Apple: A Privacy Monopoly?

There’s a lot of Apple news to cover this week, including a looming DOJ anti-trust investigation, and a new, privacy-oriented “Sign in with Apple” feature. Also the United States is wildly overproducing Red Delicious, but that’s enough fodder for a whole other column.

The antitrust and privacy developments, though, have become problematically linked as we look at the future of Apple’s strategic development. It’s worth walking through them both in turn, along with their likely impact on the identity space at a moment when the regulatory spotlight on big tech is particularly glaring.

The antitrust investigation

The week began with a rather unorthodox turf war between U.S. regulatory agencies. The FTC announced that it would be spearheading antitrust investigations into Facebook and Amazon, while the Department of Justice would preside over probes into anti-competitive practices at Apple and Google. Scrutinizing big tech has become one of the few areas of bipartisan agreement on Capitol Hill – the right protesting against perceived free speech violations, the left against disinformation, and the whole lot against the proliferation of data breaches and erosion of privacy. When it comes to Apple specifically, the Supreme Court has already ruled to allow developers to sue over app pricing, and some of the announcements at the company’s Worldwide Developer Conference (WWDC) this week may also add fuel to the antitrust fire. Speaking of which:

Sign in with Apple

The keynote at WWDC covered a lot of territory – a new Mac Pro, the demise of iTunes, Airpods for Animoji – but the announcement that got the most buzz from privacy advocates and identity nerds was a new “Sign in with Apple” federated login service. Similar to existing SSO options from the likes of Facebook and Google, the feature will allow customers to use their Apple IDs for authentication into third party apps. Unlike those existing services, though, Apple will offer users the option to control what information is shared with those third parties, including the ability to use a randomly-generated email address for each transaction rather than the email account associated with a user’s Apple account. This checks quite a few of the boxes we look for when we talk about good identity practice: user control, data minimization, portability, and support for additional factors like biometrics, for example. Apple’s clearly continuing its push to be the big tech good guy on issues surrounding privacy, and is even being touted as “the privacy-as-a-service company.” So, add PaaS to your acronym list.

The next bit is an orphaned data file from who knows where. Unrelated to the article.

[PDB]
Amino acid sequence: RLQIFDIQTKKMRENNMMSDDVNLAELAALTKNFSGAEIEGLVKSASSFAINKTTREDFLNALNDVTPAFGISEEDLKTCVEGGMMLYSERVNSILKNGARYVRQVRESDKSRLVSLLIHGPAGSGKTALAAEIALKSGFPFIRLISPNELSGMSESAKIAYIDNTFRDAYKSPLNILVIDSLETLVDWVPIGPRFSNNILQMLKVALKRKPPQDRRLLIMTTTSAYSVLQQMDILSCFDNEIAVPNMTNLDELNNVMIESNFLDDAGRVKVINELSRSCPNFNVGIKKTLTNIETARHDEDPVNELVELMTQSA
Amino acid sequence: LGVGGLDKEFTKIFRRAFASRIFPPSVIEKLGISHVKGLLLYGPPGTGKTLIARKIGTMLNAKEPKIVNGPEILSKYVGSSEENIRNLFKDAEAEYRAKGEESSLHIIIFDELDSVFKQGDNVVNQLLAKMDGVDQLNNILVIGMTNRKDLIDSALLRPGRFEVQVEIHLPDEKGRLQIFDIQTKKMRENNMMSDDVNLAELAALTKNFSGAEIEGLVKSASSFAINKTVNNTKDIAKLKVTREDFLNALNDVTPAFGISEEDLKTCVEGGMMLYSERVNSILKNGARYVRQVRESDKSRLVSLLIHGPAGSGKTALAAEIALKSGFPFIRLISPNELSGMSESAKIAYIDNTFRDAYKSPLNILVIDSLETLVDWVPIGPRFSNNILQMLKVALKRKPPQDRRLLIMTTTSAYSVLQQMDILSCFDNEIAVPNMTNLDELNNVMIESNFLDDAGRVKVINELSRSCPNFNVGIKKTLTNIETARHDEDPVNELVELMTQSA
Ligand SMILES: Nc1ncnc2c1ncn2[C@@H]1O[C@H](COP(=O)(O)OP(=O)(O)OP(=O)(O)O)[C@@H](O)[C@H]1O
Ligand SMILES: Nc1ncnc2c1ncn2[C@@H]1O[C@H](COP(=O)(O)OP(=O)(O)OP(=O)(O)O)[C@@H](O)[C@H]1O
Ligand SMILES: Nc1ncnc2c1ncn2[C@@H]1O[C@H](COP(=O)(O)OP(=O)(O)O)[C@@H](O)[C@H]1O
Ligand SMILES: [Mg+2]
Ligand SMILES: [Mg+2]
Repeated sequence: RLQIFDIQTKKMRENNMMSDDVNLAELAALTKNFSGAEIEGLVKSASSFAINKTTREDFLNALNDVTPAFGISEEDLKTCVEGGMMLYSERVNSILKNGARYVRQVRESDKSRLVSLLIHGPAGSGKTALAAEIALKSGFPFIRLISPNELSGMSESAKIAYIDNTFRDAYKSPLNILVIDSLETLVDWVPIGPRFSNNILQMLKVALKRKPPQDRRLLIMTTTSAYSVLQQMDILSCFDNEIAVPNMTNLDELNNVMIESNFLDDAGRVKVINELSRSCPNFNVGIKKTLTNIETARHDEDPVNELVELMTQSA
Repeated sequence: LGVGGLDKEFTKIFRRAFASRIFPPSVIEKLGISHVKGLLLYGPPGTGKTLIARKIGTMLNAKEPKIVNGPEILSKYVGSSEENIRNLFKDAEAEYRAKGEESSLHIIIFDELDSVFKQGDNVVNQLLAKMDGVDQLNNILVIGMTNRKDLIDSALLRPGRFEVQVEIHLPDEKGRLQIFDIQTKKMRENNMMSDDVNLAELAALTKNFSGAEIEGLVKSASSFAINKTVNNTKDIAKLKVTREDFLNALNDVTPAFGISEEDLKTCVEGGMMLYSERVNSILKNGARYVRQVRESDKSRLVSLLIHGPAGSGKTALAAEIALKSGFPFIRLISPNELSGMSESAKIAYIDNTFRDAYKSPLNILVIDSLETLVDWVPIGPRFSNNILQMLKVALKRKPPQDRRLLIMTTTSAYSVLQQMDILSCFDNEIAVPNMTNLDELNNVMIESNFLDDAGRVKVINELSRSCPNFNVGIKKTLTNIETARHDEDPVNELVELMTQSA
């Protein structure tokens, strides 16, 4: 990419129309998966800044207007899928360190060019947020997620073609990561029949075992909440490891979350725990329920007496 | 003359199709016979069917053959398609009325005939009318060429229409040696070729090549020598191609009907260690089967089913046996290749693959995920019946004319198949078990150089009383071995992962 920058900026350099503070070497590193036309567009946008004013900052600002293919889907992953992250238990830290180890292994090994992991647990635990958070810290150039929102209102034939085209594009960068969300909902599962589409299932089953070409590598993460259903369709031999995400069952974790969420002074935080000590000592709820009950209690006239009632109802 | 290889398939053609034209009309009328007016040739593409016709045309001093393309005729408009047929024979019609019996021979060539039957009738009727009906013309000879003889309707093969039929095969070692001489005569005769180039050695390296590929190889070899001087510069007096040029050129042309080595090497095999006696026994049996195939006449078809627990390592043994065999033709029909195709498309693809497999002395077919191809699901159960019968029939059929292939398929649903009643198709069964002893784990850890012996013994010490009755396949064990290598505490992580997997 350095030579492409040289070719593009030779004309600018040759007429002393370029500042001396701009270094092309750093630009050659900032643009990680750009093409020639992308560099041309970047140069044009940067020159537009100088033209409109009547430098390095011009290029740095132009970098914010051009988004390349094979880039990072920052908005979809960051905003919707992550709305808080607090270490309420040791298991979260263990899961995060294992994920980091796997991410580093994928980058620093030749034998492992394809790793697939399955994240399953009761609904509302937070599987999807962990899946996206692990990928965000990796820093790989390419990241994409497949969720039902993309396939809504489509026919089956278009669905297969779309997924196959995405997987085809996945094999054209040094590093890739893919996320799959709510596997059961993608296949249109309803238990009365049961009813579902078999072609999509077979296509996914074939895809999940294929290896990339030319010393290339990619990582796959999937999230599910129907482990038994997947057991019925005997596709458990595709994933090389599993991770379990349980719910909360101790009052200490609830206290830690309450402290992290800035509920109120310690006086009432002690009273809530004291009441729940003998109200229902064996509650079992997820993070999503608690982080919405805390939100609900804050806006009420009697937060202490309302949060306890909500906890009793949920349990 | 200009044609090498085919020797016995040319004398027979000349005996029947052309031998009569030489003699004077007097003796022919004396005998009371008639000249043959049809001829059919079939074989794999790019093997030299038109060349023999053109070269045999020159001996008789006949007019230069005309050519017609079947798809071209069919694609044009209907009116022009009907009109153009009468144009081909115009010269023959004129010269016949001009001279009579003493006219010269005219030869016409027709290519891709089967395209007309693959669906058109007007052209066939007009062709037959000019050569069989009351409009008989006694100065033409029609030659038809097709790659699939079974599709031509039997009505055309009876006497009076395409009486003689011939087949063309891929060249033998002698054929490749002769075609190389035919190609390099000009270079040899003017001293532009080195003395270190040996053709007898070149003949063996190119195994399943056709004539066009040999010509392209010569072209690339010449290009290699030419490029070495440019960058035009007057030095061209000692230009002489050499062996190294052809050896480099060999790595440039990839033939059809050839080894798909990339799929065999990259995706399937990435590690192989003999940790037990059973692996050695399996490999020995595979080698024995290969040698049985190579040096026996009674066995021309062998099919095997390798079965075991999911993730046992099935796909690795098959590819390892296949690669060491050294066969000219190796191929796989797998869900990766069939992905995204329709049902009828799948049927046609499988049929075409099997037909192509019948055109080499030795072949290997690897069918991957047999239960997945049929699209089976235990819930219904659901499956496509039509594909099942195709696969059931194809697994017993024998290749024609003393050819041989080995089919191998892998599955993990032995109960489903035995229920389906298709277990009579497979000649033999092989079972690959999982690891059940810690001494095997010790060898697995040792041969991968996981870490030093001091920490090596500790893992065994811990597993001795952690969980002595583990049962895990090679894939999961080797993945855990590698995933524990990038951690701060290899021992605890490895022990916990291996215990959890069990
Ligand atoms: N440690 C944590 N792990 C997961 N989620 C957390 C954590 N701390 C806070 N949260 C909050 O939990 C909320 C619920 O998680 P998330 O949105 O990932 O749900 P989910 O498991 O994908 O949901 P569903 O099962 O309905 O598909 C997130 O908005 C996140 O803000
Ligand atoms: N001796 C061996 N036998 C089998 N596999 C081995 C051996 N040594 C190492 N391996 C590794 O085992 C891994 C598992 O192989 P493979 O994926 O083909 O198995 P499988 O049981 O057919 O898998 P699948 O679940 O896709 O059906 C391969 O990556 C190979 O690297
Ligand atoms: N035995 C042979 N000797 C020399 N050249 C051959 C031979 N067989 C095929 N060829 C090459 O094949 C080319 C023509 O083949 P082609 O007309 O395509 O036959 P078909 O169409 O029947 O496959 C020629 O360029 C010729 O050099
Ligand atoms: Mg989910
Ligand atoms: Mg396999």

Where privacy and antitrust intersect

What do these two major developments mean for one another? Since the initial announcement of Sign in with Apple at WWDC on Monday, we’ve gotten a few more details about its implementation that don’t exactly seem like they’re trying to encourage healthy competition. First, the company’s developer site indicates that including Apple’s new SSO feature will be mandatory for all apps in the App Store that use third party identity providers. So that means anywhere there’s a login with Facebook option, there must be a Sign in with Apple button as well. Plus, according to newly released design guidelines, the Apple button has to appear above any other third party authentication option on apps’ login pages. It’s not a great look at a time when the company is trying hard not to smell like a monopolist.

In addition to those implementation concerns, though, the new sign in service puts Apple right at the center of the identity ecosystem for millions of users – and that position comes with an elevated level of control over user data. In the absence of proactive federal regulation surrounding privacy and data protection, Apple as IDP means the company once again is acting as “our de facto privacy regulator.” By most accounts it’s a role Apple has performed well in the past, but consumers shouldn’t have to simply trust that companies should do the right thing with their digital identities.

What next?

Sign in with Apple will be commercially available before the end of the year, at which point mandatory inclusion for apps allowing SSO will begin. Over that same period of time, we anticipate that investigations will begin in earnest on the company’s competitiveness. That will be a long, arduous process – one that will figure prominently in the 2020 elections – but we’ve already seen the first moves toward legal action against Apple, both from private lawsuits and public regulation. With privacy in the crosshairs, we’ll be watching where Apple might bend when faced with an uphill regulatory battle.